Definition 2.6. Let . The function
is called the distribution function of . The decreasing rearrangement of , is defined on by
where here we use the convention .
Two functions having the same distribution function are called equimeasurable.
Let us recall that a function norm is said to be rearrangement invariant (briefly, “r.i.”) if for every couple of equimeasurable functions. The Banach Function Space arising from a r.i. function norm is called a rearrangement-invariant space.
By , we denote the function given by The function is nonincreasing and verifies .
Definition 2.7. Let be a r.i. Banach Function Space determined by a function norm . For each , let be a set of measure . The fundamental function of , , is defined by
Definition 2.8. Let and , then the Zygmund space is the set of all measurable functions in for which the quantity
For and we will replace by .
With these notations, the usual space of the exponentially integrable functions corresponds to the Zygmund space and consists of all measurable functions in for which the quantity is finite.
All these spaces are particular cases of the Orlicz spaces.
Let be a right-continuous, increasing function, such that and , then the function defined by is called N function; it is a continuous, convex, increasing function such that and .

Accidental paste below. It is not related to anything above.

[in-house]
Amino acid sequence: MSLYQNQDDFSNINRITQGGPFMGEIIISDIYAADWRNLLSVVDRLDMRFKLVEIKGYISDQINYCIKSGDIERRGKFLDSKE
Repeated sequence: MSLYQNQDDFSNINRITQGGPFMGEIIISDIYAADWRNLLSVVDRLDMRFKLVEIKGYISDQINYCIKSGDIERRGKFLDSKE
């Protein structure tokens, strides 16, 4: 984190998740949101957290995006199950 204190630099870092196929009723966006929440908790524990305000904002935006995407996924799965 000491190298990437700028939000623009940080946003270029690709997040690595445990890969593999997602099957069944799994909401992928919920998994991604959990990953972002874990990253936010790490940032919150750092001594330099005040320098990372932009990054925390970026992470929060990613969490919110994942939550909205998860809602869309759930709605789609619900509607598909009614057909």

Definition 2.9. The Orlicz space consists of all measurable functions on for which there exists some such that
where stands for .
This is a Banach space with respect to the Luxemburg norm:
The Orlicz spaces are a standard example of rearrangement-invariant Banach Function Space: the associate space of is given by , where denotes the complementary function of , defined by Moreover, we notice that, for , , and , the Orlicz space associated reduces, respectively, to the spaces and to .
Definition 2.10. Given , the Lorentz space consists of all measurable functions in for which
The space - is known as the Marcinkiewicz space, and it is another example of r.i. Banach Function Space.
The quantity (2.16) is not a norm since the triangle inequality may fail; however, for , replacing with , we obtain a norm equivalent to (2.16).
In particular, for , in the case of a nonatomic measure space, (2.16) is equivalent to
Now, we recall the definitions of Grand and Small Lebesgue Spaces, introduced, respectively, in  and in .
Definition 2.11. Let and ; the Grand Lebesgue Space is the Banach Function Space of all measurable functions on such that
Notice that If and is its Hölder conjugate exponent, according to , the Small Lebesgue Space can be identified as the set of all measurable functions on such that is finite.
The Grand and Small Lebesgue Spaces are r.i. Banach Function Spaces .
Definition 2.12. A vector space V is the direct sum of its subspaces U and W, denoted by , if and only if Elements of the direct sum are representable uniquely in the form